Jump to Main Content
Bioassessment of heavy metals in the surface soil layer of an opencast mine aimed for its rehabilitation
- Ličina, Vlado, Akšić, Milica Fotirić, Tomić, Zorica, Trajković, Ivana, Antić Mladenović, Svetlana, Marjanović, Milena, Rinklebe, Jörg
- Journal of environmental management 2017 v.186 pp. 240-252
- Daucus carota, Hordeum vulgare subsp. vulgare, Medicago sativa, Melilotus officinalis, Solanum lycopersicum, Solanum tuberosum, Trifolium repens, Triticum aestivum, X-ray diffraction, Zea mays, aerial parts, alfalfa, barley, biological assessment, cadmium, carrots, chromium, coal, cobalt, copper, corn, forage, heavy metals, human nutrition, humans, lead, mining, nickel, pastures, potatoes, risk, sediments, soil, soil minerals, soil restoration, tomatoes, wheat, zinc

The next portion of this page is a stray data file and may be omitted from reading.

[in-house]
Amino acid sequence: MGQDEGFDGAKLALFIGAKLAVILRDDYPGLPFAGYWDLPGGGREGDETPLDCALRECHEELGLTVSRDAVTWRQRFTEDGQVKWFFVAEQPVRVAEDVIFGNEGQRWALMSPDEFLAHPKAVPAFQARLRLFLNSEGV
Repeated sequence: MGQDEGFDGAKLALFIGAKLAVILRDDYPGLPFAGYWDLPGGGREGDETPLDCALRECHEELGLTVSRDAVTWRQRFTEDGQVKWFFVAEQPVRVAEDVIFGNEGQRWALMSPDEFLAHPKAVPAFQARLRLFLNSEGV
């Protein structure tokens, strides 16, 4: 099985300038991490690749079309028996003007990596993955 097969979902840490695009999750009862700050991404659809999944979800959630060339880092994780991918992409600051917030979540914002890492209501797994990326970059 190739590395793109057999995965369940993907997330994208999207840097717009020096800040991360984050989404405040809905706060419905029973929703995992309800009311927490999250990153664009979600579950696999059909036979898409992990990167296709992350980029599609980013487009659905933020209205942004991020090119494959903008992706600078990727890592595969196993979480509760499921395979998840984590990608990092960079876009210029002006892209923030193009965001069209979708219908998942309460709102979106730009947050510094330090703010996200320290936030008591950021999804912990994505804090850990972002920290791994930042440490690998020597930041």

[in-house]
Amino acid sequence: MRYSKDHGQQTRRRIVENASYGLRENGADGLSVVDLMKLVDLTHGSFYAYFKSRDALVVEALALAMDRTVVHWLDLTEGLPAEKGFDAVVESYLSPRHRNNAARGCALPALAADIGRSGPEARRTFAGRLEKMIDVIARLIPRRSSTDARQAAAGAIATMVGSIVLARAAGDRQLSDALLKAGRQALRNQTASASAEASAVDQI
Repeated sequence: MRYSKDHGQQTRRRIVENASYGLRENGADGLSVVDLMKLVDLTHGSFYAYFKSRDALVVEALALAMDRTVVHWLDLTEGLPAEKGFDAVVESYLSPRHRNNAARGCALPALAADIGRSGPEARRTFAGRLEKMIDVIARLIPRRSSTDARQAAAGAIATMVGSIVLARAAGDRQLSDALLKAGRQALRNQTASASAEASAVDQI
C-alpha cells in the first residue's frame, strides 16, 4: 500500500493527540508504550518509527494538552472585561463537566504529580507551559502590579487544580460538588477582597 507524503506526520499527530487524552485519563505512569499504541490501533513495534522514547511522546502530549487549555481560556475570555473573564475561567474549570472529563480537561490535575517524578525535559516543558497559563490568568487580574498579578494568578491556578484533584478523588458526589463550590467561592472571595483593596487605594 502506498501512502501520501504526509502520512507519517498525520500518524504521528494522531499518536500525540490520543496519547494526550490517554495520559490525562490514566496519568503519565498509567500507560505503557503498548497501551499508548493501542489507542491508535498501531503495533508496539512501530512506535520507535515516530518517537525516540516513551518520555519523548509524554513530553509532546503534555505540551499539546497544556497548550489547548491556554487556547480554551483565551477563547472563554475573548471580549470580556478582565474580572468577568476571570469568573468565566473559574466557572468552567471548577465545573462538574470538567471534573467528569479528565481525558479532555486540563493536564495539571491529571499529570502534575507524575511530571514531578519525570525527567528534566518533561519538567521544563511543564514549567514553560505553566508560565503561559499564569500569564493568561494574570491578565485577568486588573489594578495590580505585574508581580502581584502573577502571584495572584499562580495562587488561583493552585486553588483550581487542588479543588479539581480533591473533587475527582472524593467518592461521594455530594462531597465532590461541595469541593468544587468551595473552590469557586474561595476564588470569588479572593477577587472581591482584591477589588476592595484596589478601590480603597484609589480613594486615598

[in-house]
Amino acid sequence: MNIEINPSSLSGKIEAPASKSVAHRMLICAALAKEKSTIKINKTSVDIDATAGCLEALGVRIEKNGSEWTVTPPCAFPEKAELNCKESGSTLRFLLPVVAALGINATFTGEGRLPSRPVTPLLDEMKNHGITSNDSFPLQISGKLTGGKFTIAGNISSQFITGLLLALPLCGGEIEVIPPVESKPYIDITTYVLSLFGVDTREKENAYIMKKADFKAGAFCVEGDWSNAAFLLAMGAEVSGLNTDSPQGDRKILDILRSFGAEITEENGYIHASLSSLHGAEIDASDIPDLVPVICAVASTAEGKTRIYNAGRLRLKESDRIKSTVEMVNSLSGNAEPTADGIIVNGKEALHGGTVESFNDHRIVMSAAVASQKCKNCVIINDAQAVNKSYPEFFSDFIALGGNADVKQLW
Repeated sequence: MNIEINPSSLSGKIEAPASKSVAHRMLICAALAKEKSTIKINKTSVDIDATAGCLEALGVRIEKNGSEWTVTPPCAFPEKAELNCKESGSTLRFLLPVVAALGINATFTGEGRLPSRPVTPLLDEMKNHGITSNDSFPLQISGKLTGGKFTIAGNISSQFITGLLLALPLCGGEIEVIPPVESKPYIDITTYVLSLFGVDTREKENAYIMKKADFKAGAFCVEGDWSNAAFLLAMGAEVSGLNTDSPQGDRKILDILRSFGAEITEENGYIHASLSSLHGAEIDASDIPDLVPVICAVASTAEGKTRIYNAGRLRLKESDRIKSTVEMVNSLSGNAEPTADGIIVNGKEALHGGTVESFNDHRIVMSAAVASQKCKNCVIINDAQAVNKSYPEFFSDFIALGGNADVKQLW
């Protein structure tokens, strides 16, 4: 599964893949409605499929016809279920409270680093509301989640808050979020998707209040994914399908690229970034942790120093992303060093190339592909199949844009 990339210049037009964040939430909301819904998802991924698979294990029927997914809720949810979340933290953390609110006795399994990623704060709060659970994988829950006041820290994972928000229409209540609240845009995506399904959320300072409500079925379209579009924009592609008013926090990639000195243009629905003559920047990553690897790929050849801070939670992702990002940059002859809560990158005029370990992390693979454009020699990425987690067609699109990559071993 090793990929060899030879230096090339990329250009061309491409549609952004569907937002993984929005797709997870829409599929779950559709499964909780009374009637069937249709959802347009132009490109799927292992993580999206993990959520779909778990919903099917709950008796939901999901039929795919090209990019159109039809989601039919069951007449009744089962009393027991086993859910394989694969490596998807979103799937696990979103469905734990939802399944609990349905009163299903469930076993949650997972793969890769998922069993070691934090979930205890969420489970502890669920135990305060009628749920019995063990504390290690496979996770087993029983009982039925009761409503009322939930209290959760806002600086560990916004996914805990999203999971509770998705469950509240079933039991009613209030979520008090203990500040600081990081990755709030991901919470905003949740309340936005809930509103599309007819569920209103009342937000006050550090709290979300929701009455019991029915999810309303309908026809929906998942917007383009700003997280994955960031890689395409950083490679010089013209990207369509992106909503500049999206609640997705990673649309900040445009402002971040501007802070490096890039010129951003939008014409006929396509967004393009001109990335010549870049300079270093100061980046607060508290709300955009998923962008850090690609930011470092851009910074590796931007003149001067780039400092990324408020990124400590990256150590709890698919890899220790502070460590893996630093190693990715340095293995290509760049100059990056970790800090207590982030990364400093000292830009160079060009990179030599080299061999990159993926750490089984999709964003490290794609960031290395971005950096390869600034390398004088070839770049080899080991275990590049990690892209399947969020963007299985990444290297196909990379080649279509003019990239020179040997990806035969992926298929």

- The contemporary reclamation method in an opencast coal mine closure comprises the use of the preserved surface soil layer (SSL) before mining, and can be directly returned to the areas being rehabilitated. The present study emphasizes a risk in the use of such a SSL in mine rehabilitation due to the possible excessive amount of heavy metals which usually derives from a metal-rich sediment or fluvial character of overburden material. This indication was approved by the bioassessment of cadmium (Cd), chromium (Cr), cobalt (Co), copper (Cu), lead (Pb), nickel (Ni), and zinc (Zn) in root and aerial parts of maize (Zea mays), alfalfa (Medicago sativa), sweet clover (Melilotus officinalis), wheat (Triticum aestivum), barley (Hordeum sativum), white clover (Trifolium repens), pasture (Poales sp.), tomato (Solanum lycopersicum), potato (Solanum tuberosum) and carrot (Daucus carota) grown on SSL in the opencast mine area. The fluvial layers of the investigated mine SSL revealed the excessive existence of Ni and Cr, probably of geogenic origin, according to the X-ray diffraction (XRD) which detected Ni- and Cr-bearing minerals in soil fractions. In addition, the highest residual fraction of these two heavy metals, obtained by sequential extraction analyses, together with all other tested soil parameters, supported this assumption. Nevertheless, the accumulations of Cr in tomato fruit (2.93 mg kg−1), potato tuber (5.89 mg kg−1) and carrot root (7.35 mg kg−1) grown on the investigated SSL were found to exceed a critical level of this element for human nutrition. However, despite the evident excess of Ni in the investigated SSL, a similar trend was not found in edible part of plants. The transfer and mobility of the investigated metals was evaluated using the accumulation factor (AF < 1.0) where the root were the preferential organ for the storage of heavy metals. This investigation could bring an important input for its acceptability of use in soil restoration after mining for food/fodder production, or it could indicate the potential risks of the presence of heavy metals regarding its possible use in improving the human surrounding.